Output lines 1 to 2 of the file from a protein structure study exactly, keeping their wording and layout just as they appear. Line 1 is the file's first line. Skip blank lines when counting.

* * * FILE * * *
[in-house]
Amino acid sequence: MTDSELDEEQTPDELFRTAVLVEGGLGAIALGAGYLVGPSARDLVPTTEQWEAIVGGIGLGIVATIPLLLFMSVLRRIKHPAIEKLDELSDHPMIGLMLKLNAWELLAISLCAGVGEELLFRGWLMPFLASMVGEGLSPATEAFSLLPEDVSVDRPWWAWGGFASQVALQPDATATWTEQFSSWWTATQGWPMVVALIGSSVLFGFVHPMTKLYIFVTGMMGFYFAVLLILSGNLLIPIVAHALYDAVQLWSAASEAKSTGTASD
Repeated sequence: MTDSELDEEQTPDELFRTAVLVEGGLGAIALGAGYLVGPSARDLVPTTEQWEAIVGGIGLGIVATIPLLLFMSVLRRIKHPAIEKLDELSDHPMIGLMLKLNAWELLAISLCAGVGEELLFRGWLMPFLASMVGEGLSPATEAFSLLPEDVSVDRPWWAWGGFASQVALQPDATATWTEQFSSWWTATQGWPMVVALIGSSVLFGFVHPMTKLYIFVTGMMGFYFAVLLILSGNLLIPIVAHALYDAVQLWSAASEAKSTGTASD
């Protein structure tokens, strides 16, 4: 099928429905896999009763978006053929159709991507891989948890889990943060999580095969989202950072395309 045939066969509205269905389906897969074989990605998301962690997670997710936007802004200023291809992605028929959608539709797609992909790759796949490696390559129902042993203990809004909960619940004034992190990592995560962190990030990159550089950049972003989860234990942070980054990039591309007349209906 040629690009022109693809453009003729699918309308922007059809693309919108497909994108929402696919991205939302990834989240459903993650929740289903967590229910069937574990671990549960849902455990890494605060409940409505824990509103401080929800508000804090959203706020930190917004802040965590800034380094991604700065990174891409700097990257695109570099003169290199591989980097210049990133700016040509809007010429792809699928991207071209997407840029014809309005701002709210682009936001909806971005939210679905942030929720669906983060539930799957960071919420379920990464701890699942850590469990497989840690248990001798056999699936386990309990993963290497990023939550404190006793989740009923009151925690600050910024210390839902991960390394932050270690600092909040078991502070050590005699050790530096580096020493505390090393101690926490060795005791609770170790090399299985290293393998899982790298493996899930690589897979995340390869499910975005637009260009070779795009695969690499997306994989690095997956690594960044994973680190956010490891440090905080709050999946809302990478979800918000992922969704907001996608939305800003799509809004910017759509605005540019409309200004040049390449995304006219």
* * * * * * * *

[in-house]
Amino acid sequence: MTDSELDEEQTPDELFRTAVLVEGGLGAIALGAGYLVGPSARDLVPTTEQWEAIVGGIGLGIVATIPLLLFMSVLRRIKHPAIEKLDELSDHPMIGLMLKLNAWELLAISLCAGVGEELLFRGWLMPFLASMVGEGLSPATEAFSLLPEDVSVDRPWWAWGGFASQVALQPDATATWTEQFSSWWTATQGWPMVVALIGSSVLFGFVHPMTKLYIFVTGMMGFYFAVLLILSGNLLIPIVAHALYDAVQLWSAASEAKSTGTASD